The main reason for mentioning error-correcting codes here is not really for the codes themselves (which may be interesting, but probably more applicable for communications). Instead, these texts are some of the best introductions to Linear Feedback Shift Registers (LFSR's), arithmetic mod 2, and polynomial math mod 2, all of which are very important in cryptography.
Shift Register Sequences,
by Solomon W. Golomb.
(Paperback, 247 pages, Aegean Park Press, 1982)
Shift Register Sequences is an incredible example of analysis. Starting the from concept of shift registers and how they work, the general theory of maximal-length LFSR design is developed in about the first 50 pages. This is a mathematical development based on the concept of a shift-register, but effectively answers how and why LFSR's work.
A Commonsense Approach to the Theory of Error Correcting
Codes (MIT Press Series in Computer Systems),
by Benjamin Arazi.
(Hardcover, MIT Press, 1988)
A Commonsense Approach to the Theory of Error Correcting Codes is a true introduction, in which the many diagrams and examples are a welcome relief from texts which follow a bare mathematical development. Most of the book is concerned with LFSR's in various forms, including the maximal-length version so often used in cryptography.
Theory and Practice of Error Control Codes,
by Richard E. Blahut.
(Hardcover, 500 pages, Addison-Wesley, 1983, Out of Print)
Theory and Practice of Error Control Codes is a very serious technical and mathematical text on communications codings. But it also has one of the better introductions to general Galois field and polynomial arithmetic.
Error Control Coding,
by Shu Lin, Daniel J. Costello.
(Hardcover, 603 pages, Prentice-Hall, 1983)
Error Control Coding is another very technical and mathematical text on communications codings. It is apparently more available than Blahut, and does have a reasonable introduction to Galois field and polynomial arithmetic.
Foundations of Coding : Theory and Applications of
Error-Correcting Codes With an Introduction to Cryptography
and Information Theory,
by Jiri Adamek.
(Hardcover, 336 pages, Wiley-Interscience, 1991)
Statistical Methods for Speech Recognition (Language,
Speech, and Communication),
by Frederick Jelinek.
(Hardcover, 300 pages, MIT Press, 1999)
Fundamentals of Speech Recognition (Prentice Hall Signal
by Lawrence Rabiner, Biing-Hwang Juang, Bilng-Hwang Juang.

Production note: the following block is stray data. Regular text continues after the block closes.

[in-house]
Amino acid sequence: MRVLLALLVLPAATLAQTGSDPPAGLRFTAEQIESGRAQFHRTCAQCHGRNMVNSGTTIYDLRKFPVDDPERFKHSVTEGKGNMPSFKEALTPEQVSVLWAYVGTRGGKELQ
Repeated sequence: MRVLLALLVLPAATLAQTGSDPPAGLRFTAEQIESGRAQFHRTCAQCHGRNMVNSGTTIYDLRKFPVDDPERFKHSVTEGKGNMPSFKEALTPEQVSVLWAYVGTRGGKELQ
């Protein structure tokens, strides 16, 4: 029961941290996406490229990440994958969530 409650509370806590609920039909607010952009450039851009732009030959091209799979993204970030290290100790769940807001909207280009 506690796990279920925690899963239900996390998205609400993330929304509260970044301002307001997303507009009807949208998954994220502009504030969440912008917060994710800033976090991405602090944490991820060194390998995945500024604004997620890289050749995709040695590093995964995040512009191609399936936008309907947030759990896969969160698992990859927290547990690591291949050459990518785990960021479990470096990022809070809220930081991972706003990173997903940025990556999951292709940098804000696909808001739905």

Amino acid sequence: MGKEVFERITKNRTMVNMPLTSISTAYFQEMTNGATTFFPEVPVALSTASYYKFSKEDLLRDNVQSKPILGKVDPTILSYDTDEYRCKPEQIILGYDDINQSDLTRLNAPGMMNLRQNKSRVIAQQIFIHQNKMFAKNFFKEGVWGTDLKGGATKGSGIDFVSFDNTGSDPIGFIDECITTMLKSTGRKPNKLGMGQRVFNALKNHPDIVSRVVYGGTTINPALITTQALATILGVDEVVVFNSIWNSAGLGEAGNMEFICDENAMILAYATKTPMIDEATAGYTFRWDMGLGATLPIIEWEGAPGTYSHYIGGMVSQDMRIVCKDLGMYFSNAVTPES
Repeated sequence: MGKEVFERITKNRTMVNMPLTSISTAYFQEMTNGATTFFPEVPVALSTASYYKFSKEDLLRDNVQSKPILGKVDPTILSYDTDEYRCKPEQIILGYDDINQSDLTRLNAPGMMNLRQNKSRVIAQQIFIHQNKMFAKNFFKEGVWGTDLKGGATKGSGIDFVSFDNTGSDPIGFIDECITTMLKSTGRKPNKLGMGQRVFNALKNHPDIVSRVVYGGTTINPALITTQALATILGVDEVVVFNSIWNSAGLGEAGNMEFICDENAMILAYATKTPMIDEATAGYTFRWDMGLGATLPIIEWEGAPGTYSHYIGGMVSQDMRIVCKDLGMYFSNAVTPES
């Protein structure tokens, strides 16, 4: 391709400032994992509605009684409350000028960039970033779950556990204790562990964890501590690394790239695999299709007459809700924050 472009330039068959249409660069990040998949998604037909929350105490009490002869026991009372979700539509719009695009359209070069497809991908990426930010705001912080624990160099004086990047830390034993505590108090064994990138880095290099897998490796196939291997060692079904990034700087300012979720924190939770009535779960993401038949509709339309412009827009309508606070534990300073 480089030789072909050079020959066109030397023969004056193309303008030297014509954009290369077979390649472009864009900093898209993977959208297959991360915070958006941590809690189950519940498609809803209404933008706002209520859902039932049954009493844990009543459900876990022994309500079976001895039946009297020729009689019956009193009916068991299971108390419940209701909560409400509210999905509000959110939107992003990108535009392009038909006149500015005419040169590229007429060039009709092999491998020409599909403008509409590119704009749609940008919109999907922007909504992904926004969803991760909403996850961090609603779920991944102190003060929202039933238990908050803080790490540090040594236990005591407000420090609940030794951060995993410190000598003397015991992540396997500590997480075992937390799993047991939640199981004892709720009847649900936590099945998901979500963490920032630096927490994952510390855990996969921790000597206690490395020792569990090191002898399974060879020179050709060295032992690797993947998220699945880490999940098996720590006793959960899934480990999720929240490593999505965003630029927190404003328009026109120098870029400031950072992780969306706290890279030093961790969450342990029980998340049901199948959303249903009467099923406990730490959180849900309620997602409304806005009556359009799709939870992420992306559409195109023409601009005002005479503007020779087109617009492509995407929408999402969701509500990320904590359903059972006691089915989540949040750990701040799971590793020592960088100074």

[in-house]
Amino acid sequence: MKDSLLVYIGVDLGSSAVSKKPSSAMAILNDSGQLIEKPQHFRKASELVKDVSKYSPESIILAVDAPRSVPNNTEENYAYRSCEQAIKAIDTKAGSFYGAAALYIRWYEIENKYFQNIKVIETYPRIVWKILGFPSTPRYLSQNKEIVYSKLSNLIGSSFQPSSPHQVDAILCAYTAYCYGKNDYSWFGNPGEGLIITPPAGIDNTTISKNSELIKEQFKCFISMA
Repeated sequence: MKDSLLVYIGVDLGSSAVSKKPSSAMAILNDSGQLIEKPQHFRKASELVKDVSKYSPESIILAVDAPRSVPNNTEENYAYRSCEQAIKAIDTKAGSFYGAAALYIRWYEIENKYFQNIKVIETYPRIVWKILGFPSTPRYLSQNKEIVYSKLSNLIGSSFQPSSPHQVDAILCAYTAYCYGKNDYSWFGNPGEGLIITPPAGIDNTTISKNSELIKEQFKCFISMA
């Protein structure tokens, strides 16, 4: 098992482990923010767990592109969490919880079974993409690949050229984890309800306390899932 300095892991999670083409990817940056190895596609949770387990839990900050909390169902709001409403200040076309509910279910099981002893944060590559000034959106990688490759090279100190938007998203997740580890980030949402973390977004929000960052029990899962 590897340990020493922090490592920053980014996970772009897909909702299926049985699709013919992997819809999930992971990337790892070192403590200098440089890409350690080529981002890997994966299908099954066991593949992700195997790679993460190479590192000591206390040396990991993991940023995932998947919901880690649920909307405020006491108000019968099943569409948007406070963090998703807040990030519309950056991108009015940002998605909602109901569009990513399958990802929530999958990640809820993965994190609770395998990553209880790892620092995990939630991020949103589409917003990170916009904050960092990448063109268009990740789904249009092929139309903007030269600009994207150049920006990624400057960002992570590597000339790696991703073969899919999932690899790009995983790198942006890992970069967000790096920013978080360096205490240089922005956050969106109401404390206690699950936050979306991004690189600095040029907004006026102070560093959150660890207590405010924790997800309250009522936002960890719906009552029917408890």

(Hardcover, 507 pages, Prentice Hall, 1993)
Hidden Markov Models : Estimation and Control
(Applications of Mathematics, Vol 29),
by Robert J. Elliott, Lakhdar Aggoun, John B. Moore.
(Hardcover, 361 pages, Springer Verlag, 1995)
Hidden Markov and Other Models for Discrete-Valued Time Series
(Monographs on Statistics and Applied Probability, 70),
by Iain L. MacDonald, W. Zucchini.
(Hardcover, Chapman & Hall, 1997)
Digital Speech : Coding for Low Bit Rate Communication Systems
(Wiley Series in Communication and Distributed Systems),
by A. Kindoz, A. M. Kondoz.
(Paperback, 456 pages, Wiley, 1995)
Speech Coding : A Computer Laboratory Textbook
(Georgia Tech Digital Signal Processing Laboratory Series),
by Kambiz Nayebi, Craig H. Richardson, Thomas P. Barnwell.
(Paperback, 208 pages, Wiley, 1995)
The Art of Electronics,
by Paul Horowitz, Winfield Hill.
(Hardcover, 1125 pages, Cambridge University Press, 1989)
The Art of Electronics is a wonderful, wide-ranging book on modern electronics as it is actually practiced. If you are actually building electronic systems, you need this book.
Noise Reduction Techniques in Electronic Systems,
by Henry W. Ott.
(Hardcover, 448 pages, John Wiley & Sons, 1988)
Noise Reduction Techniques in Electronic Systems details the origin of undesired electromagnetic radiation, and how to prevent it.
High-Speed Digital Design : A Handbook of Black Magic,
by Howard W. Johnson, Martin Graham.
(Hardcover, 447 pages, Prentice Hall, 1993)
DNA Computing: New Computing Paradigms (Texts in
Theoretical Computer Science),
by Gheorghe Paun, Grzegorz Rozenberg, Arto Salomaa, W. Brauer.
(Hardcover, 300 pages, Springer Verlag, 1998)